Do you have a sloth release program?
We get this question often at the Sloth Sanctuary. Many of the rescued sloths that are brought to us are adults that have been injured by dogs, power lines, cars, etc., a tragic result of human encroachment into the sloth’s habitat. These sloths are quarantined and accessed for injuries and illnesses by our full-time veterinary staff. We care for their injuries and medical needs and monitor their rehabilitation progress. If they haven’t lost a limb, are paralyzed, or were blinded from their injuries, we then determine, after rehabilitation, if they are strong and healthy enough to go back to the wild. They are then placed into a “transition enclosure” located inside the forest near the sanctuary compound, where once again the sloth can feel the rain and the wind, and hear and smell their natural forest home. This process can be anywhere from one month to three, depending on the individual. When we determine they are thriving in this protected environment they are returned to their home territory. We have reintroduced over 120 rehabilitated sloths that were over one year of age when they arrived injured to the sanctuary.
It is much more difficult to release hand-raised orphaned sloths. In the wild, a baby sloth lives with its mother for at least 12 months, during which time it clings to its mother, and learns all the essential skills required to survive in the wild from her. One of the most important lessons to learn is which leaves are safe to eat. As a species, a sloth can eat from some 100 different tree species, and most of the leaves that sloths eat are toxic, a tree’s strategy to avoid over-predation of the leaves. Each individual sloth has a “preference” of eight to 10 different trees, learning from, and “inheriting”, its mother’s preferences, thus minimizing a toxic load of leaves. Many other mammals learn safe food choices through trial and error – if they feel sick after eating a certain food they will avoid it in the future. The sloth’s digestion is very slow making it much more difficult for them to use the “trial and error method” of successful foraging. It can take up to 30 days for a single leaf to go through a sloth! If a sloth feeds from the same tree species for too long it risks overdosing on that particular toxin – and unfortunately they won’t realize it until it’s too late! We simply do not know enough about their natural diet to be able to teach this to the orphaned babies that are rescued and brought to the sanctuary. To complicate it further, in order to provide the baby sloths being hand-raised at the sanctuary with the best chance of survival, they are raised in a clean, sterile environment. However this makes releasing them even more difficult as they build up no natural defenses against invisible predators; the bacteria and microbes found in the rainforest. So much more research is required!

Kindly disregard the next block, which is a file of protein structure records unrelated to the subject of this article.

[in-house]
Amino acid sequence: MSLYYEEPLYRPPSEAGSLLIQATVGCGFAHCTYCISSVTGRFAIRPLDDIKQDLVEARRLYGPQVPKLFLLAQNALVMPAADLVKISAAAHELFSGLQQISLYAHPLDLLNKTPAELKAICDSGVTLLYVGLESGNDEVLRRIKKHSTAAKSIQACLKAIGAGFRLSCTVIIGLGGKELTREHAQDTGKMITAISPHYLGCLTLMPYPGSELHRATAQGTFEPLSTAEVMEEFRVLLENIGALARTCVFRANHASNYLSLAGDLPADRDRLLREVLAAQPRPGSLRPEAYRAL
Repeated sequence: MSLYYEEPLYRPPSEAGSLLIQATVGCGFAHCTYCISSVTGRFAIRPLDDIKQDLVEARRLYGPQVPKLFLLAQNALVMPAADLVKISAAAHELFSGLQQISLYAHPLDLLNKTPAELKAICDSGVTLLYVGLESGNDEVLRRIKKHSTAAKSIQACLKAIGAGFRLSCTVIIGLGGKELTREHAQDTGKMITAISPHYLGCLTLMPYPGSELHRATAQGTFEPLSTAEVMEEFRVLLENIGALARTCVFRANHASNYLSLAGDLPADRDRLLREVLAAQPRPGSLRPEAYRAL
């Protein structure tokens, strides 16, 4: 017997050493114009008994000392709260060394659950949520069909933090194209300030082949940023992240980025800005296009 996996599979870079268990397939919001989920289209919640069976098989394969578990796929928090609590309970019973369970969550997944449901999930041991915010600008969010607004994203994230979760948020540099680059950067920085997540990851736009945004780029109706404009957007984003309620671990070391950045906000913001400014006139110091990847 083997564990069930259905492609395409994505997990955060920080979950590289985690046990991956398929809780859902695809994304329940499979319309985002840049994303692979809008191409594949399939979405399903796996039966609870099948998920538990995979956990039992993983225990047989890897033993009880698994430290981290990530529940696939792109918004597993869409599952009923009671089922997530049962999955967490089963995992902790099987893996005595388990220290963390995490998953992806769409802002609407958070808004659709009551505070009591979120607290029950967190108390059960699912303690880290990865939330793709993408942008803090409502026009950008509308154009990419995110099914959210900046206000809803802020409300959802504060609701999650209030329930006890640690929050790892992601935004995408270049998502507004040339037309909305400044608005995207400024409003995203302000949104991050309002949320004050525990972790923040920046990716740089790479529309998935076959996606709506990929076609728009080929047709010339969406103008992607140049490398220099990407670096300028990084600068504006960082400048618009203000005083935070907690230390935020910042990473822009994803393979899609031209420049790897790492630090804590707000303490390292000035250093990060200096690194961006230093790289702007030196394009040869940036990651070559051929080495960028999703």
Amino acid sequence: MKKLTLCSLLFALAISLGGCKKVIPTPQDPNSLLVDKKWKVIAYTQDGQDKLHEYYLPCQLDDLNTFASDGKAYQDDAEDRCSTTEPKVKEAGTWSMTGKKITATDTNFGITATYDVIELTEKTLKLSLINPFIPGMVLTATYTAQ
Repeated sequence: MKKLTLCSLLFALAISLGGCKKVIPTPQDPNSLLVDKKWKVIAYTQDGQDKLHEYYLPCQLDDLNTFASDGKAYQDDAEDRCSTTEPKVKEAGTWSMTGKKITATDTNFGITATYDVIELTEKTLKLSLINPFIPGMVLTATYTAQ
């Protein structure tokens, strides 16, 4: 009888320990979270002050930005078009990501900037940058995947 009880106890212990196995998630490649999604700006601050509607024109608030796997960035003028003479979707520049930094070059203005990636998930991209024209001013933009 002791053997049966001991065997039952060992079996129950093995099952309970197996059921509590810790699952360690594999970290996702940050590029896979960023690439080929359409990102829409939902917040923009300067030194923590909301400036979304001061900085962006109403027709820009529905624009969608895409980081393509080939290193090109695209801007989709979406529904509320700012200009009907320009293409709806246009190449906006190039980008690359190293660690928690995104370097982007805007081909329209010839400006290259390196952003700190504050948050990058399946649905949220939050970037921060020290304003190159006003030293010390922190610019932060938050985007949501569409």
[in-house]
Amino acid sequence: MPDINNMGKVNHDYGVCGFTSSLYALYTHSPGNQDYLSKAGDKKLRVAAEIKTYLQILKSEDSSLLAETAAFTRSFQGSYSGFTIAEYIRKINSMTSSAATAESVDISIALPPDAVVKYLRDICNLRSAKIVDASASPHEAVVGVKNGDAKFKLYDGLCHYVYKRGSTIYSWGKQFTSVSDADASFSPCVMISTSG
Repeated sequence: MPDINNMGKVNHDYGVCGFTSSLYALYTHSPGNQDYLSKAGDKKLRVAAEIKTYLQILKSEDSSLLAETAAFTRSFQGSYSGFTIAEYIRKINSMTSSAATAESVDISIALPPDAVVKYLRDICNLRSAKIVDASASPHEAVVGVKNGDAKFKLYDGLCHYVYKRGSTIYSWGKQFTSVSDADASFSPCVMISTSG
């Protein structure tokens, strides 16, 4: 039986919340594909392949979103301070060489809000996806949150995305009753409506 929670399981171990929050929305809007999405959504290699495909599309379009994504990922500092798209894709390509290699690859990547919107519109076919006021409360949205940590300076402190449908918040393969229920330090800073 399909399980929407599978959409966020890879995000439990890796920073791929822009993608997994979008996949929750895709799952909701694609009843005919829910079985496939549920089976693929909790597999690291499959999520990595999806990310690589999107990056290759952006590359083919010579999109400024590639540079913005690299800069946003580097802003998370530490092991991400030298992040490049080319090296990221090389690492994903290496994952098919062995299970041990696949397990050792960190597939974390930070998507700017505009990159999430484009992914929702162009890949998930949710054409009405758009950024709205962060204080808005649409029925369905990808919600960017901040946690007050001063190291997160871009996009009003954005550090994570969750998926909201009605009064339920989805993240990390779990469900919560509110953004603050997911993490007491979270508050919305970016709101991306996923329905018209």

We initiated a release program a number of years back but sadly, it was not successful. Every cloud does have a silver lining, though, and in this case it made us realize just how very little is known, and how much there is still to learn, about these fascinating animals!
To date, no one has ever documented the successful release of a hand-reared sloth to the wild through radio collaring or tracking.
This is not just a sloth-problem – it is unfortunately the case for many mammal species, especially those in which the babies spend such a long period of time with their mother – there is a reason for this large maternal investment! Despite generous funding, the development of release programs for highly intelligent and social apes such as orangutans and chimpanzees still remains a huge challenge. Even these quick learners never become truly wild after being hand-reared! They are often maintained on protected islands where they can be closely monitored and receive provisional food. A similar problem is faced by conservationists working with pandas and slow lorises, as they have yet to successfully introduce a hand-reared animal to the wild.
At the Sloth Sanctuary we are striving to achieve a release program for our hand-reared orphaned sloths and in order to achieve this, we are currently completing research into the diet and habitat preference of wild sloths. We realize that it is an unsustainable strategy to release animals back into an environment that still has the same dangers that caused them to need our help in the first place. To combat this, much of our work is focusing on determining and minimizing these threats. Furthermore, we are also working to discover a way for the sloths hand-raised here at the sanctuary to build up enough natural defenses to allow them to survive in the wild.
Until then, we provide a safe home for all the orphaned babies that are brought in to us. We are also hoping to place many of these hand-reared sloths in zoos around the world that specialize in conservation through education, to act as sloth ambassadors and to help raise awareness of the problems they face.